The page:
On December 15, the U.S. Food & Drug Administration (FDA) issued “The Least Burdensome Provisions: Concept and Principles: Draft Guidance for Industry and Food and Drug Administration Staff.” In this document, the FDA stated its policy position that the “least burdensome principles” should apply consistently and widely to all activities for medical devices, both premarket and postmarket, to facilitate patients’ earlier and continued access to high-quality, safe and effective devices.
The Food and Drug Modernization Act of 1997 first required FDA to take a “least burdensome” approach to the premarket review of devices subject to a premarket approval application or premarket notification. The 21st Century Cures Act of 2016 clarified and expanded this concept. In last week’s draft guidance, FDA further expanded the application of the least burdensome approach, applying the principles to all products that meet the statutory definition of a device and to all regulatory activities in the life cycle of a medical device.
The draft guidance defines “least burdensome” as “the minimum amount of information necessary to adequately address a regulatory question or issue through the most efficient manner at the right time.” Training of FDA employees on the least burdensome principles will be expanded in order to facilitate effective and consistent implementation of the principles.
FDA provided a number of examples of how the concept and implementation of the least burdensome principles would be applied. For example, the draft guidance explains that the “minimum amount of information necessary” could include less burdensome sources of clinical data, such as leveraging existing data or real-world evidence; use of nonclinical data, such as a bottom-up approach to data requests, use of nonclinical bench performance testing, or use of computer modeling and simulations; and acceptance of alternative approaches. The document also explains that “the most efficient means” include reducing the burden of traditional clinical studies, using benefit-risk assessments, streamlining processes and reducing administrative burden, smart regulation, and global harmonization. Further, “the right time” means striking a balance between premarket and postmarket information needs and obtaining only the information necessary to answer the pending regulatory question.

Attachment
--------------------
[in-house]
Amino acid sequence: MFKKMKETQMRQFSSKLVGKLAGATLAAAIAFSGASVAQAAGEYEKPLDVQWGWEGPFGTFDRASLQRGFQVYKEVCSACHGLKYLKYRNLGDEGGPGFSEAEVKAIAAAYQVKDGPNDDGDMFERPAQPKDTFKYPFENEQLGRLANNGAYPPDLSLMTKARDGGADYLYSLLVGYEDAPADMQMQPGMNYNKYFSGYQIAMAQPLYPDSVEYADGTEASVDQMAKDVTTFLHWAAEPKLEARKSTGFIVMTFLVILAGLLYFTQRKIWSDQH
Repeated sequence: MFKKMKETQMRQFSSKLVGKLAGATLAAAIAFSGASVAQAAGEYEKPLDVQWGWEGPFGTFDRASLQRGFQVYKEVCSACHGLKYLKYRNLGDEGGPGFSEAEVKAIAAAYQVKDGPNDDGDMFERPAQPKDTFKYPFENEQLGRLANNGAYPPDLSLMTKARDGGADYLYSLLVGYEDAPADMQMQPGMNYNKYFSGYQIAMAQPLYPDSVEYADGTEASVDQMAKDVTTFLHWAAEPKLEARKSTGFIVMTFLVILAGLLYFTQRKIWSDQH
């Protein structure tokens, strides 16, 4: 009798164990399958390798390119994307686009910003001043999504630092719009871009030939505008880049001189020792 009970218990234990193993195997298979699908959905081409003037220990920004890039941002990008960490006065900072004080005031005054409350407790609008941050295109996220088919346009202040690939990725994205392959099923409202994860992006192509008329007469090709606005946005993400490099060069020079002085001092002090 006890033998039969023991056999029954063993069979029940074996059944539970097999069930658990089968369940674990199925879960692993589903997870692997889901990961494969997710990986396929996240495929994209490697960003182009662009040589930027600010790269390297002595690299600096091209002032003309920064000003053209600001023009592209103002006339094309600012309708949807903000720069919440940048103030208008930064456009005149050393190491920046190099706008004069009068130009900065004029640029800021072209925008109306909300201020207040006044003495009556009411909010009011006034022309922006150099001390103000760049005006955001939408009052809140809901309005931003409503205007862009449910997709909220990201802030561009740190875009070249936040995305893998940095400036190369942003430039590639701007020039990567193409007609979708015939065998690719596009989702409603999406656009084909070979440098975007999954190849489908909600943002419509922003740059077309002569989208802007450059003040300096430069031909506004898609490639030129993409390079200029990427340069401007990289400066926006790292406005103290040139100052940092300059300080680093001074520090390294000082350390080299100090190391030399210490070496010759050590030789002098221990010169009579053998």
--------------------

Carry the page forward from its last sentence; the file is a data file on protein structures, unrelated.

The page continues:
FDA’s guiding principles make clear that responsibility for application of the least burdensome principles falls to FDA and the industry. In the draft guidance, FDA reaffirms its intent to request the minimum information necessary to adequately address the particular regulatory question at hand and to do so through clear and concise communications. The draft guidance also sets out FDA’s expectation that the industry submit materials that are the least burdensome to review — i.e., that are well-organized, concise and clear.
In a written statement, FDA Commissioner Dr. Scott Gottlieb and Director of the FDA’s Center for Devices and Radiological Health Dr. Jeffrey Shuren explained: “Through the application of the least burdensome approach, we’ve moved much closer to achieving our vision of patients in the U.S. having access to high-quality, safe and effective medical devices of public health importance first in the world. At the same time, we’re setting FDA on a modern framework for making sure it continues to strengthen and secure its gold standard for medical product review.” They added that “[t]imely patient access to high-quality, safe and effective medical devices requires that FDA reduce or reform . . . outdated, unnecessary burdens in our regulatory approaches that can add to development costs or forestall beneficial innovation without also enhancing device safety and effectiveness.”
FDA is receiving comments and suggestions regarding the draft comments through February 13, 2018.